That said, having such a tall stretch of track opens the ride and its riders up to potential aireal hazards. Everything from bird collisions to lightning strikes have forced the Kingda Ka to close operation for a time, though, no major injuries have ever been reported. Six Flags even closes it during light drizzles to prevent any accidents.
It looks like Kingda Ka may be dethroned as world’s tallest roller coaster in the near future, however. Six Flags has recently announced plans to best Kingda Ka at the Dubai Parks and Resorts megapark due to open in late 2016.
The Longest: Steel Dragon 2000
While the previous two roller coasters offer thrills of height and speed, they’re relatively short experiences. That’s where Japan’s Steel Dragon 2000 comes in. The roller coaster currently holds the title for longest in the world, with a whopping 8,133 feet of real estate. The giant coaster opened in 2000 — which, appropriately, happened to be the year of the dragon in Asia — and at the time was heralded as one of the fastest and the tallest full-track coaster in the world, which is different from the height record held by Kingda Ka. While Steel Dragon 2000 may have lost one of its two records, it’s still nothing to balk at given it remains the second-tallest full-course coaster in the world and the sixth fastest in the world.Taking up a large section of Nagashima Spa Land, Steel Dragon 2000 features a 30-story rop, tunnels, figure-eights, massive camel backs, and numerous iconic roller coaster elements that make it a complete experience for coaster enthusiasts. It’s also one hell of a four-minute adrenaline rush.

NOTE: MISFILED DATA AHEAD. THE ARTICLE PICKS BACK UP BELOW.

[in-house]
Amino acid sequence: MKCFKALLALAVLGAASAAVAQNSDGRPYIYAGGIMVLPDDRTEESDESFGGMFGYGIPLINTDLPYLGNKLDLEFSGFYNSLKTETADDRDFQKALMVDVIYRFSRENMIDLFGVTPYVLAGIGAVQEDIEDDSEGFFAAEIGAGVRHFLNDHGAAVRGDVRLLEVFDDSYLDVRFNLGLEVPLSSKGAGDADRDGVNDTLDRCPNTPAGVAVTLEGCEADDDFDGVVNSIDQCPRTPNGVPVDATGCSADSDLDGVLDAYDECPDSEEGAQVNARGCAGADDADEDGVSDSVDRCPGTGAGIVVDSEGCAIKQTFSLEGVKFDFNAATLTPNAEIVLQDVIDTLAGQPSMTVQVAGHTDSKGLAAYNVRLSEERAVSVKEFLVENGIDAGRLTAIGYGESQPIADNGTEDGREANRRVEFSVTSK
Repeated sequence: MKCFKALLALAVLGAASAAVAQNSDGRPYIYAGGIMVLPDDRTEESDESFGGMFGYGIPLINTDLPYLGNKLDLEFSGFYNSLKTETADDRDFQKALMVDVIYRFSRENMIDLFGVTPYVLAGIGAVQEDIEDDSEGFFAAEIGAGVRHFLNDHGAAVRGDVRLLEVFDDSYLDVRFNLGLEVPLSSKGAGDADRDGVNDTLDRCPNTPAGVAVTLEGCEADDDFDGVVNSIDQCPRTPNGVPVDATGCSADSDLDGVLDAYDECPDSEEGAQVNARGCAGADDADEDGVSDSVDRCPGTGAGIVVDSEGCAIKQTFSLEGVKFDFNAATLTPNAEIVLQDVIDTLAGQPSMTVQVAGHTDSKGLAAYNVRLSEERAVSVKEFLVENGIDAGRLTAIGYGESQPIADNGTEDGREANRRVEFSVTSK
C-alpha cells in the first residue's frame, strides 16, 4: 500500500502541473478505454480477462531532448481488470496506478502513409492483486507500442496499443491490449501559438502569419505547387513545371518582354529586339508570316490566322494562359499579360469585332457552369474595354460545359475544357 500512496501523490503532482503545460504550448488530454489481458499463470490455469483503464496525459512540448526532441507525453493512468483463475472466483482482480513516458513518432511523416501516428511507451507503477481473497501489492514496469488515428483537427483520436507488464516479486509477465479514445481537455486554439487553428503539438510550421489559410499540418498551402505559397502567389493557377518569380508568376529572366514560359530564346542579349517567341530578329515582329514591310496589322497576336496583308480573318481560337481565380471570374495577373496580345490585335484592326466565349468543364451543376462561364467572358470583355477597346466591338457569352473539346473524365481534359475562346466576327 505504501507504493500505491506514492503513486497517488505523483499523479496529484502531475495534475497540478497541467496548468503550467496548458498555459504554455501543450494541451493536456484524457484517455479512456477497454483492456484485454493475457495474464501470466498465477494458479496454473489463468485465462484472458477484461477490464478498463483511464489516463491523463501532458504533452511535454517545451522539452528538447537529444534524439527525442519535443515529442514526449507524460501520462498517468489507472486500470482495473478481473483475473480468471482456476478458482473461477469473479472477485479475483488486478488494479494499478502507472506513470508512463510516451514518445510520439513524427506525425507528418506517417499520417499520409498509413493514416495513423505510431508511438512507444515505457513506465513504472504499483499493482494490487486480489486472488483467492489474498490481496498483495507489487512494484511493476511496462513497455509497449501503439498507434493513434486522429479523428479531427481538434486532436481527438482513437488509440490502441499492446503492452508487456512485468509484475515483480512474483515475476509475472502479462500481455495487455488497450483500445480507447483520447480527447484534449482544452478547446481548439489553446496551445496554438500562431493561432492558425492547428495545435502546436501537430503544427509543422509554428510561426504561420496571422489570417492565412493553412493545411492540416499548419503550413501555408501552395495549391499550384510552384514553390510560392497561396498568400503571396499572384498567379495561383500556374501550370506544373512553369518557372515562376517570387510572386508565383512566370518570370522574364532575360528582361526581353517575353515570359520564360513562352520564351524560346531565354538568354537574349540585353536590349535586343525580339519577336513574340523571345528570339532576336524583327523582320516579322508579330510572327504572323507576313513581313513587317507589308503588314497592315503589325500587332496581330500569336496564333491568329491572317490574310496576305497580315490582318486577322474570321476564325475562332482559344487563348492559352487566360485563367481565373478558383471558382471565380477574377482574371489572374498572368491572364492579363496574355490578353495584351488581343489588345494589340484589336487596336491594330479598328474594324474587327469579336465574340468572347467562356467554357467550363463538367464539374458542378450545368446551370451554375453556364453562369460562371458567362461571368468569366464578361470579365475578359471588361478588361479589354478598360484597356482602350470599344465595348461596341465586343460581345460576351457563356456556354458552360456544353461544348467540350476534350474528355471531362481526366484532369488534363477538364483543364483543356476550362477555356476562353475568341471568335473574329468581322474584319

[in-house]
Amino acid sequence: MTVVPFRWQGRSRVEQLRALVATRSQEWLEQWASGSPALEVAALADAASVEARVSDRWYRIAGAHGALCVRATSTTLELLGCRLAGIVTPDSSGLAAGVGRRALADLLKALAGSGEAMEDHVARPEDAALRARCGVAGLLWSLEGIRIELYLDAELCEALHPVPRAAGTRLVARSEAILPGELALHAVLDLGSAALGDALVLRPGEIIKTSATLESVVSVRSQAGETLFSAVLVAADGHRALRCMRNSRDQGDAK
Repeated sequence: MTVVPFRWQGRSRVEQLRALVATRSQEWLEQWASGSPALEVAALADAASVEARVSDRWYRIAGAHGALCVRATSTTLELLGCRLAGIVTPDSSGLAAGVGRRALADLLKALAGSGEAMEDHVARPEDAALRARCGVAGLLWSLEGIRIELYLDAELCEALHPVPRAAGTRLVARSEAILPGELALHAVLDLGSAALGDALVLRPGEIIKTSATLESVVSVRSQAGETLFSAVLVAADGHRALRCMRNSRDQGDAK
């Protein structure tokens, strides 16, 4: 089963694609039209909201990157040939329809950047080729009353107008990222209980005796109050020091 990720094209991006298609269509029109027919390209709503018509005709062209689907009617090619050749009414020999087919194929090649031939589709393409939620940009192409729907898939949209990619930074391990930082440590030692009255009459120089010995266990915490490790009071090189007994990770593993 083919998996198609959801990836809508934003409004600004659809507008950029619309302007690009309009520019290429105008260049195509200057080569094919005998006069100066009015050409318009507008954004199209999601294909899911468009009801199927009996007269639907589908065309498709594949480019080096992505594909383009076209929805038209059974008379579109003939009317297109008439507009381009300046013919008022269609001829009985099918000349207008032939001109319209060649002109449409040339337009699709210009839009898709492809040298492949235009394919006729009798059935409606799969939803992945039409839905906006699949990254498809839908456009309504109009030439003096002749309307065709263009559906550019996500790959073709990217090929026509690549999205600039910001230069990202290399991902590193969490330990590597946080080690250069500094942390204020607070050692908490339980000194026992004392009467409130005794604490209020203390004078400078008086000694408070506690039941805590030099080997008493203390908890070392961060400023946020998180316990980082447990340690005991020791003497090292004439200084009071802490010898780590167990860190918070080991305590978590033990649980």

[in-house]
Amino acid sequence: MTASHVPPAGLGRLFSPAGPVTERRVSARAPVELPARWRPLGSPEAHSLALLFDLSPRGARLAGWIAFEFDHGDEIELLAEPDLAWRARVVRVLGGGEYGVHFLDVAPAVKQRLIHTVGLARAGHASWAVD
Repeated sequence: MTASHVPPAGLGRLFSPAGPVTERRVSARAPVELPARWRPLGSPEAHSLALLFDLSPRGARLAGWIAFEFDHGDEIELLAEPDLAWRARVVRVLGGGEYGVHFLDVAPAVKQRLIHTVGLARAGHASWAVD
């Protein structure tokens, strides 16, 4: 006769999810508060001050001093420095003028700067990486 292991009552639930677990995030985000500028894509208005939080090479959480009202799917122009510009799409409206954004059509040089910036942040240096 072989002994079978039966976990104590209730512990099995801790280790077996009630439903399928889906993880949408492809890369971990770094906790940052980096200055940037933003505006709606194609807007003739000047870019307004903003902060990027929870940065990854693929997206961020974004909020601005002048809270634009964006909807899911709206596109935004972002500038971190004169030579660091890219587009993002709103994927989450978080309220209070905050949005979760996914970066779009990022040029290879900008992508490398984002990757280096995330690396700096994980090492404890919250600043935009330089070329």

The Steepest: Takabisha
One of the most exciting parts of a roller coaster are the steep drops. That feeling you get when your stomach seems to delightfully slam into your spine and your body releases of a heavy dose adrenaline is hard to beat, and the steeper the incline, the better. The World’s steepest incline is a part of the Takabisha roller coaster in Japan’s Fuji-Q Highland amusement park. The drop is angled at 121 degrees and serves as the climactic centerpiece for the entire ride. This style of coaster, known as a Gerstlaur Euro-Fighter, is famous for combining vertical lifts with steep drops.
Thanks to its incline, Takabisha claimed the world record for Steepest Rollercoaster Made From Steel when it officially opened in July, 2011. It maintains that title today.
The Tallest Loop: Full Throttle
Steep inclines aren’t the only engineering feat to a unique roller coaster. Another record-holding coaster, known simply as Full Throttle, sits at Six Flags Magic Mountain park in Valencia, Calif. The steel launch-style roller coaster holds the record for tallest vertical loop, which stands at 160-feet tall and has been an iconic part of the park’s skyline since the ride opened in 2013. Not surprisingly, yet another Six Flags coaster — aka Superman: Krypton Coaster at Six Flags Fiesta Texas — was the previous record holder, and endures as the coaster with the second-tallest loop of any roller coaster in the world.